A Philosophy of Fear

Lars Svendson

A Philosophy of Fear

Surveillance cameras; security checks at airports; barred store windows: we see manifestations of societal fears all around us, and daily news reports of the latest household danger or raised level of terrorism threat continually stoke our sense of impending doom. In "A Philosophy of Fear", Lars Svendsen explores the underlying ideas and issues behind this powerful emotion, as he investigates how and why fear has insinuated itself into every aspect of modern life. Svendsen delves into science, politics, sociology and literature to explore the nature of fear.He examines the biology behind the emotion, from the neuroscience underlying our 'fight or flight' instinct, to how fear induces irrational actions in our attempts to minimize risk. The book then turns to the realms of the political and social, investigating the role of fear in the philosophies of Machiavelli and Hobbes, the rise of the modern 'risk society', and how fear has eroded social trust. Entertainment such as the television show "Fear Factor", competition in extreme sports, and the political use of fear in the ongoing 'War on Terror' all come under Svendsen's probing gaze, as he considers whether we can ever disentangle ourselves from the continual state of alarm that defines our age.Svendsen's view is ultimately positive, arguing for the possibility of a brighter future, in which a humanist optimism triumphs. An incisive and thought-provoking meditation, "A Philosophy of Fear" pulls back the curtain that shrouds dangers both imagined and real, forcing us to confront our fears, and why we cling to them so fixedly. 4.0 out of 5 based on 1 reviews
A Philosophy of Fear

Omniscore:

Classification Non-fiction
Genre Society, Politics & Philosophy, Psychology & Psychiatry
Format Hardback
Pages 192
RRP £14.95
Date of Publication July 2008
ISBN 978-1861894045
Publisher Reaktion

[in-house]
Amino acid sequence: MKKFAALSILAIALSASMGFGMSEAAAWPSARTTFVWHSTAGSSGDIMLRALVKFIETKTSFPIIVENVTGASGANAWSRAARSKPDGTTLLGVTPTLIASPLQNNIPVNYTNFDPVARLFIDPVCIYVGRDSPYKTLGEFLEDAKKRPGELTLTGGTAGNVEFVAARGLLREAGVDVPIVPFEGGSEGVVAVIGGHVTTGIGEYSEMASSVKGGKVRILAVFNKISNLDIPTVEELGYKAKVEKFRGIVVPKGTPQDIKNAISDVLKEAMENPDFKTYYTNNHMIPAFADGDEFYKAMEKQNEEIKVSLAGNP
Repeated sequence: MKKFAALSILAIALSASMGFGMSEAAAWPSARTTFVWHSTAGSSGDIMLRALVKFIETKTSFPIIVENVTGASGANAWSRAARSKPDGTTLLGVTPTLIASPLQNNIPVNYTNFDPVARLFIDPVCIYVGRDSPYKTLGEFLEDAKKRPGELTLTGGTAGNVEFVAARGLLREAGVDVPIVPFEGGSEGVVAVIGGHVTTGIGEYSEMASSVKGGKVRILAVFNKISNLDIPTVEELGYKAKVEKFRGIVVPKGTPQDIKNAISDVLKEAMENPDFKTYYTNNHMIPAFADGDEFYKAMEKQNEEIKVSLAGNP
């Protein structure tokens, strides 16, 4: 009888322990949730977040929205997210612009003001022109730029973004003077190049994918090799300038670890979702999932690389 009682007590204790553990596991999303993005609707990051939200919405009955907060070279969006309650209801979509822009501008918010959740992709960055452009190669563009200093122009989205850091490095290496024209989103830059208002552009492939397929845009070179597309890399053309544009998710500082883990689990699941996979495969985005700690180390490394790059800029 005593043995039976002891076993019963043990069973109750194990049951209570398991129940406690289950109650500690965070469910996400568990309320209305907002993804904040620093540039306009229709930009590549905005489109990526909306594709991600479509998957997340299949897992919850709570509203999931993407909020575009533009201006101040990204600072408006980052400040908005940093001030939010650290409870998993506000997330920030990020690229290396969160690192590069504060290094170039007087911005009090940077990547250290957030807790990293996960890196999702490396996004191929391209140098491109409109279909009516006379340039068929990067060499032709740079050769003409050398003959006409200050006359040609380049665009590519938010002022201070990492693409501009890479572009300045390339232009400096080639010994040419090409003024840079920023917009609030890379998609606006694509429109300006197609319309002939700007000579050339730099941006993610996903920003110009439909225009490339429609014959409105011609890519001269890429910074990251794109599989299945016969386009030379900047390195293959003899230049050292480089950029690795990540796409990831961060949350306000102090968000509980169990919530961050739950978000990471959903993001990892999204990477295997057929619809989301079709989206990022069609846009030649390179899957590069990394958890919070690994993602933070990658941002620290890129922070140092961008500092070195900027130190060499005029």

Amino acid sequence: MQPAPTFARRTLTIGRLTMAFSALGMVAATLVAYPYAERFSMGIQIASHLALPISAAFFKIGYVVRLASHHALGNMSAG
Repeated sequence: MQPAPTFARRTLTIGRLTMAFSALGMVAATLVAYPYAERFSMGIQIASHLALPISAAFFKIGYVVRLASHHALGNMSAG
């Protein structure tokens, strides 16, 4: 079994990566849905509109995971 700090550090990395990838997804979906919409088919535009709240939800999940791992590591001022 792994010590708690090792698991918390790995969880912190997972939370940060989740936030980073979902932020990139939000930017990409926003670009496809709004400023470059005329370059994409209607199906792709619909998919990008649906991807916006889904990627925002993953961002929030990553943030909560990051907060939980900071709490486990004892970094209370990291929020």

Surveillance cameras; security checks at airports; barred store windows: we see manifestations of societal fears all around us, and daily news reports of the latest household danger or raised level of terrorism threat continually stoke our sense of impending doom. In "A Philosophy of Fear", Lars Svendsen explores the underlying ideas and issues behind this powerful emotion, as he investigates how and why fear has insinuated itself into every aspect of modern life. Svendsen delves into science, politics, sociology and literature to explore the nature of fear.He examines the biology behind the emotion, from the neuroscience underlying our 'fight or flight' instinct, to how fear induces irrational actions in our attempts to minimize risk. The book then turns to the realms of the political and social, investigating the role of fear in the philosophies of Machiavelli and Hobbes, the rise of the modern 'risk society', and how fear has eroded social trust. Entertainment such as the television show "Fear Factor", competition in extreme sports, and the political use of fear in the ongoing 'War on Terror' all come under Svendsen's probing gaze, as he considers whether we can ever disentangle ourselves from the continual state of alarm that defines our age.Svendsen's view is ultimately positive, arguing for the possibility of a brighter future, in which a humanist optimism triumphs. An incisive and thought-provoking meditation, "A Philosophy of Fear" pulls back the curtain that shrouds dangers both imagined and real, forcing us to confront our fears, and why we cling to them so fixedly.

Reviews

The Guardian

PD Smith

According to Lars Svendsen, a Norwegian philosopher, "our fear is a by-product of luxury". The mass media, pressure groups and the nanny state are all guilty of stoking the current climate of paranoia. Fear is a powerful emotion. It can save lives. But it also "robs us of our freedom" and undermines that essential social glue: trust. Bertrand Russell once said that "to conquer fear is the beginning of wisdom". Svendsen agrees. In this brief yet wide-ranging and insightful book, he argues convincingly that we need to replace the risk society with a culture of hope and trust.

25/10/2008

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